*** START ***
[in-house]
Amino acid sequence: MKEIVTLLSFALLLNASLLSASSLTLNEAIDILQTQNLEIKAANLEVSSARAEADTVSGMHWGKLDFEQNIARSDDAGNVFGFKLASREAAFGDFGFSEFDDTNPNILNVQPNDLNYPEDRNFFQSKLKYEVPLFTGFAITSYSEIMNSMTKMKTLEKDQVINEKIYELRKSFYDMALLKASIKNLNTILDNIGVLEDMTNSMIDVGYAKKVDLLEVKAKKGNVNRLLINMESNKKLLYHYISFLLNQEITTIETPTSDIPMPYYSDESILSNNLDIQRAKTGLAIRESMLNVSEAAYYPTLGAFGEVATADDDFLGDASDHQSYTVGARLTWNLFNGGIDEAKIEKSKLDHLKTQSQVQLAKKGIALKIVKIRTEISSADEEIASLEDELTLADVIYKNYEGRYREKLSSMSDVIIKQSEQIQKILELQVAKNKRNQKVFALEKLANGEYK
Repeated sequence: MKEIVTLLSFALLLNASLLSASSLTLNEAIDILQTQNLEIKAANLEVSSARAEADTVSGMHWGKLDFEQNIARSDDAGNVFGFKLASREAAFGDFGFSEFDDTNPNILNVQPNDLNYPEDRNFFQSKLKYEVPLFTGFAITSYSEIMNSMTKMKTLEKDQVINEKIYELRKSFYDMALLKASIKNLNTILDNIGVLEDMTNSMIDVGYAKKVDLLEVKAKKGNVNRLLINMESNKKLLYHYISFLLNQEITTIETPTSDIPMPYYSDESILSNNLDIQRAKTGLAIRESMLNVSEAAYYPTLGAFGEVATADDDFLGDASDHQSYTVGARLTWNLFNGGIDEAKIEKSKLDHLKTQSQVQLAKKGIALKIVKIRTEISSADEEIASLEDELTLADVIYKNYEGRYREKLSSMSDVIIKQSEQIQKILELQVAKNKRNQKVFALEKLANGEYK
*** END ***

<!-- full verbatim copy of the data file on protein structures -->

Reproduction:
[in-house]
Amino acid sequence: MKEIVTLLSFALLLNASLLSASSLTLNEAIDILQTQNLEIKAANLEVSSARAEADTVSGMHWGKLDFEQNIARSDDAGNVFGFKLASREAAFGDFGFSEFDDTNPNILNVQPNDLNYPEDRNFFQSKLKYEVPLFTGFAITSYSEIMNSMTKMKTLEKDQVINEKIYELRKSFYDMALLKASIKNLNTILDNIGVLEDMTNSMIDVGYAKKVDLLEVKAKKGNVNRLLINMESNKKLLYHYISFLLNQEITTIETPTSDIPMPYYSDESILSNNLDIQRAKTGLAIRESMLNVSEAAYYPTLGAFGEVATADDDFLGDASDHQSYTVGARLTWNLFNGGIDEAKIEKSKLDHLKTQSQVQLAKKGIALKIVKIRTEISSADEEIASLEDELTLADVIYKNYEGRYREKLSSMSDVIIKQSEQIQKILELQVAKNKRNQKVFALEKLANGEYK
Repeated sequence: MKEIVTLLSFALLLNASLLSASSLTLNEAIDILQTQNLEIKAANLEVSSARAEADTVSGMHWGKLDFEQNIARSDDAGNVFGFKLASREAAFGDFGFSEFDDTNPNILNVQPNDLNYPEDRNFFQSKLKYEVPLFTGFAITSYSEIMNSMTKMKTLEKDQVINEKIYELRKSFYDMALLKASIKNLNTILDNIGVLEDMTNSMIDVGYAKKVDLLEVKAKKGNVNRLLINMESNKKLLYHYISFLLNQEITTIETPTSDIPMPYYSDESILSNNLDIQRAKTGLAIRESMLNVSEAAYYPTLGAFGEVATADDDFLGDASDHQSYTVGARLTWNLFNGGIDEAKIEKSKLDHLKTQSQVQLAKKGIALKIVKIRTEISSADEEIASLEDELTLADVIYKNYEGRYREKLSSMSDVIIKQSEQIQKILELQVAKNKRNQKVFALEKLANGEYK